There are some out there who think that stay at home parents aren’t really contributing. Bollocks to them, I say! It doesn’t follow that just because we’re not bringing in a wage, our time is somehow worthless. Just for fun, I sat down and calculated out what I’d be paid if I was homemaking as a “real job”.
House cleaning: When I worked as a domestic cleaner, the smallest amount of time you could hire a regular cleaner for
was three hours a fortnight. That’s probably about what I do in my own home, just spread out in dribs and drabs instead of happening in one fell swoop.
3 hours a fortnight at $18/hour: $27/week
Feeding people: There’s two ways to look at this one. Am I a personal cook, making things for a household, or should I count the price difference between scratch cooking and what a similar menu would cost if bought as takeout or convenience food? I tend towards the latter, as it’s more realistic for families where all the adults work full-time.
At a quick glance-and-tally session at my local supermarket, the price difference between what I make from scratch and what I could buy premade adds up to about $50 a week.
Child-rearing: Rates for this vary a lot, and I don’t have much experience with out-of-home costs for childcare. A quic
k Google told me the average rates for childcare can vary a lot. Fro this one I assumed the Chipmunk would need to be looked after by someone else for 10 hours a day, five days a week while I was off Earning a Real Living.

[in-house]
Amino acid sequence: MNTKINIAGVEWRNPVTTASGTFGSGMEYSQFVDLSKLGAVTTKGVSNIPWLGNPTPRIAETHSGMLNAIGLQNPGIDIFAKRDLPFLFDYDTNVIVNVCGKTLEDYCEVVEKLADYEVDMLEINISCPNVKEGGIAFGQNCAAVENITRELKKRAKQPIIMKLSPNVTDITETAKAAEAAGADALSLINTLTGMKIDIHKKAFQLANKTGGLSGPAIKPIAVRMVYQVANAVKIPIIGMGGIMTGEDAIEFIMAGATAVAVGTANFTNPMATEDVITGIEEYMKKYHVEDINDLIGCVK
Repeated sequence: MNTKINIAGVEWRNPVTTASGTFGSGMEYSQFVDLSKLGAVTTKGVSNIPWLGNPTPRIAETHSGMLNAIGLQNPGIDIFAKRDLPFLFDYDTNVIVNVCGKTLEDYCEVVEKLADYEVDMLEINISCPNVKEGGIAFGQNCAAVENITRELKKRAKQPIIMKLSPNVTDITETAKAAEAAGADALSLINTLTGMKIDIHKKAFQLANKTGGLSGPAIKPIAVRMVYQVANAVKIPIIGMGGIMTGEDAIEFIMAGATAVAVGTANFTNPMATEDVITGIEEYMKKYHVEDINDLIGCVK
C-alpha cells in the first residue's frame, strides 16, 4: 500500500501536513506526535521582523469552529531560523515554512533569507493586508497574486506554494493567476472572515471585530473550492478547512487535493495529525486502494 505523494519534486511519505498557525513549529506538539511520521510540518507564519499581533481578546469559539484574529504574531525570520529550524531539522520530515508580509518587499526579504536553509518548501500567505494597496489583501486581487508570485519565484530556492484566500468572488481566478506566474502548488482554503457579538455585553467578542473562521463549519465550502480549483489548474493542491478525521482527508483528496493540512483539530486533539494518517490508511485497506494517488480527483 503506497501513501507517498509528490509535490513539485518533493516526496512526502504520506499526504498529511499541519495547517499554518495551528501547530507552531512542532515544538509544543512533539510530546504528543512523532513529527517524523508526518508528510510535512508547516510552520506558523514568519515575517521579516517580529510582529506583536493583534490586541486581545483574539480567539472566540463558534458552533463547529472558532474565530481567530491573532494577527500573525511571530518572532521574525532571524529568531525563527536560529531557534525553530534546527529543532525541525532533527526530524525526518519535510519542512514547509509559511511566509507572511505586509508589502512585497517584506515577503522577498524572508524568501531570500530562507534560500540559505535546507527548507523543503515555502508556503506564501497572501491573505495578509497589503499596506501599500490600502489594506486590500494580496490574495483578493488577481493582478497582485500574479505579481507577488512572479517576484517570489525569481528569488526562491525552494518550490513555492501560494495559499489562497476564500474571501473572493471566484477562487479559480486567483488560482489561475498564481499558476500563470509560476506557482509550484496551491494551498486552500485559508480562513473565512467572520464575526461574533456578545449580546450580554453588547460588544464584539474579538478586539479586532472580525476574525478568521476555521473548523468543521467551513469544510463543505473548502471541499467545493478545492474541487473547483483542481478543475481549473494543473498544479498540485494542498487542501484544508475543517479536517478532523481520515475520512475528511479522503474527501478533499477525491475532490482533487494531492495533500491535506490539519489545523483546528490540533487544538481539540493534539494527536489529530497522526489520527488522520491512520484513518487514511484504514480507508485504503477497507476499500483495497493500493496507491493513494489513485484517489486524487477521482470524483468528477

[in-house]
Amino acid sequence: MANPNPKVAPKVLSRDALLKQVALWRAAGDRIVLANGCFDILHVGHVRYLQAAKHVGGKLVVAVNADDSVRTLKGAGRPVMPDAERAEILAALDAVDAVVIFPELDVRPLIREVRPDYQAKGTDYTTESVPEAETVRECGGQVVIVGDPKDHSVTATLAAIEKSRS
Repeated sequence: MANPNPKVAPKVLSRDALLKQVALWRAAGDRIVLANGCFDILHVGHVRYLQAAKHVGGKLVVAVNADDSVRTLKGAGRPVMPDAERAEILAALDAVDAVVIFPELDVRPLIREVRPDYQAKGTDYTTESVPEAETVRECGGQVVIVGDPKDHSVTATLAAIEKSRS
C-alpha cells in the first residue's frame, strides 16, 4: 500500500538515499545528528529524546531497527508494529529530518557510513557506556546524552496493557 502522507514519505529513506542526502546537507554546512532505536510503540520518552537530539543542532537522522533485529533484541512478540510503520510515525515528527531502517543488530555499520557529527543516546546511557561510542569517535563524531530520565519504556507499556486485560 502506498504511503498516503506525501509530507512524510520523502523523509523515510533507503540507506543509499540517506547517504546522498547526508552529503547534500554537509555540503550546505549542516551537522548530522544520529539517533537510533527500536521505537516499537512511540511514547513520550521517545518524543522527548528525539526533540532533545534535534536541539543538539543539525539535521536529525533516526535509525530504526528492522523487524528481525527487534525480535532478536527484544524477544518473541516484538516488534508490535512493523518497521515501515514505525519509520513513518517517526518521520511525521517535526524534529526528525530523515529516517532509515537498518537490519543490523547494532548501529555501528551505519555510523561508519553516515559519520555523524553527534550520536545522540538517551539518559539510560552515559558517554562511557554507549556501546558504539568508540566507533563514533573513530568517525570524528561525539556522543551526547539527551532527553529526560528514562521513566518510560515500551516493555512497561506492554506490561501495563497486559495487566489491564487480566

Family Daycare at $4.50/hour: $225/week
Fancy Schmancy Daycare Centre at $75/day: $375/week
Garden maintenance: There’s a fair chance my garden wouldn’t be very large if I worked outside the home, and that it wouldn’t as many food plants growing. Tending vegies takes time I probably wouldn’t want to find as a working professional. However, for the sake of completeness, I’ve included some maintenance time anyway.
3 hours a fortnight at $25/hour: $37.50/week
GRAND TOTAL: $339.50 – $489.50 PER WEEK!
Would I pay someone to do ALL these tasks if I worked outside the home? Of course not. But it does give an interesting perspective to the whole argument. Especially when you consider that some people DO outsource all these things, and more, because their work schedules are so hectic. (Light bulb changing service, anyone?)